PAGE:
These food shortages cause a number of malnutrition diseases. For example, a 2009 UNICEF report found that North Korea was “one of 18 countries with the highest prevalence of stunting (moderate and severe) among children under 5 years old”.[14] North Korea is also experiencing a tuberculosis epidemic, with 5% of the population infected with the disease; this has been attributed to the “overall deterioration in health and nutrition status of the population as well as the rundown of the public health services”.[15]

References[edit]

  1. ^ Library of Congress – Federal Research Division 2007 ‘Country Profile: North Korea’, Library of Congress – Federal Research Division, viewed 6 September 2010, <http://lcweb2.loc.gov/frd/cs/profiles/North_Korea.pdf>
  2. ^ World Opinion 2010 ‘North Korea’s ‘horrifying’ health care system’, The Week, viewed 6 September 2010, <http://theweek.com/article/index/205123/north-koreas-horrifying-health-care-system>
  3. ^ Country Profile 2007, pp. 7-8.
  4. ^ North Korea Public Health, Country Studies
  5. ^ "NKorea launches telemedicine network with WHO help". The Seattle Times. 27 April 2010. Retrieved 17 June 2014. 
  6. ^ "N Korea healthcare 'near collapse'". BBC News. 20 November 2001. 
  7. ^ "Life Inside North Korea". U.S. Department of State. Archived from the original on 11 July 2008. Retrieved 18 November 2008. 
  8. ^ "Aid agencies row over North Korea health care system". BBC News. 10 July 2010. 
  9. ^ World Health Organisation 2010 ‘Democratic People’s Republic of Korea: health profile’, World Health Organisation, viewed 6 September 2010, <http://www.who.int/gho/countries/prk.pdf>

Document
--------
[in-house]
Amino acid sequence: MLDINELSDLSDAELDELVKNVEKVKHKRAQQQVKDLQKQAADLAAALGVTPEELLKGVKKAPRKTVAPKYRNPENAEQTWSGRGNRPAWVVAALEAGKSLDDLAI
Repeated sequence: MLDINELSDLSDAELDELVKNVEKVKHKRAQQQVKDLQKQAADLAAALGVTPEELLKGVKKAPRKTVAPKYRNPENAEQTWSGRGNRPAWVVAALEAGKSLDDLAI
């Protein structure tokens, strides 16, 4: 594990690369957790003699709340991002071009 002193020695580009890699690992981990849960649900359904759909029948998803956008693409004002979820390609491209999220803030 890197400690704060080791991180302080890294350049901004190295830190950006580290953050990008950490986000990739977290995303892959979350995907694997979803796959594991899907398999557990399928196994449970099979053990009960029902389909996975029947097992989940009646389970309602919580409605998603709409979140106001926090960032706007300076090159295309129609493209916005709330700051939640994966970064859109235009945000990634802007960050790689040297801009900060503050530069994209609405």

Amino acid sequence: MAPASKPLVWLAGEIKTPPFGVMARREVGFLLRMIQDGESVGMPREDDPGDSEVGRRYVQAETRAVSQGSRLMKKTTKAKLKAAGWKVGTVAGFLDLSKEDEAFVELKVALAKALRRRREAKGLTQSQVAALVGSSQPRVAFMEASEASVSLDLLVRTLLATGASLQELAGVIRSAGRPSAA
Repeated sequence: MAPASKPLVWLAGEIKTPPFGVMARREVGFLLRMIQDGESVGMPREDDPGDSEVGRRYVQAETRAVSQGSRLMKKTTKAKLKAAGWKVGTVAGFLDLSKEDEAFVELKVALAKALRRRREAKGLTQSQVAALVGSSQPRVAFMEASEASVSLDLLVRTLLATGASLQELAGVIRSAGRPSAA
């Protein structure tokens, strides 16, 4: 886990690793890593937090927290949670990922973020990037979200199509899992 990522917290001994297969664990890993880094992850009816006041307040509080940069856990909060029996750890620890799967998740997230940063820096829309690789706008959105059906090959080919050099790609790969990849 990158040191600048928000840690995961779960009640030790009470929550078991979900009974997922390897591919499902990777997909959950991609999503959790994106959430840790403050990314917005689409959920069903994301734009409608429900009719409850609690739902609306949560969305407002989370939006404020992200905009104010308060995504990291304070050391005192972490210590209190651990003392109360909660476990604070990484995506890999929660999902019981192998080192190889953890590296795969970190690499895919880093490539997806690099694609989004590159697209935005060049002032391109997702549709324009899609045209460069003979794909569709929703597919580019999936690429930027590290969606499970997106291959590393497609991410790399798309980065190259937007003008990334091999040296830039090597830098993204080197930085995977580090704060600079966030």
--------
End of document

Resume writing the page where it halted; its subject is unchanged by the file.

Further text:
10. ^ Library of Congress – Federal Research Division 2007 ‘Country Profile: North Korea’, Library of Congress – Federal Research Division, viewed 6 September 2010, <http://lcweb2.loc.gov/frd/cs/profiles/North_Korea.pdf>
  11. ^ Amnesty International 2010 ‘The Crumbling State of Health Care in North Korea’, Amnesty International, viewed 6 September 2010, <http://www.amnesty.org/en/library/asset/ASA24/001/2010/en/13a097fc-4bda-4119-aae5-73e0dd446193/asa240012010en.pdf>
  12. ^ Amnesty International 2010 ‘The Crumbling State of Health Care in North Korea’, Amnesty International, viewed 6 September 2010, <http://www.amnesty.org/en/library/asset/ASA24/001/2010/en/13a097fc-4bda-4119-aae5-73e0dd446193/asa240012010en.pdf>
  13. ^ Library of Congress – Federal Research Division 2007 ‘Country Profile: North Korea’, Library of Congress – Federal Research Division, viewed 6 September 2010, <http://lcweb2.loc.gov/frd/cs/profiles/North_Korea.pdf>
  14. ^ Amnesty International 2010 ‘The Crumbling State of Health Care in North Korea’, Amnesty International, viewed 6 September 2010, <http://www.amnesty.org/en/library/asset/ASA24/001/2010/en/13a097fc-4bda-4119-aae5-73e0dd446193/asa240012010en.pdf>
  15. ^ Amnesty International 2010 ‘The Crumbling State of Health Care in North Korea’, Amnesty International, viewed 6 September 2010, <http://www.amnesty.org/en/library/asset/ASA24/001/2010/en/13a097fc-4bda-4119-aae5-73e0dd446193/asa240012010en.pdf>

Bibliography[edit]

See also[edit]

External links[edit]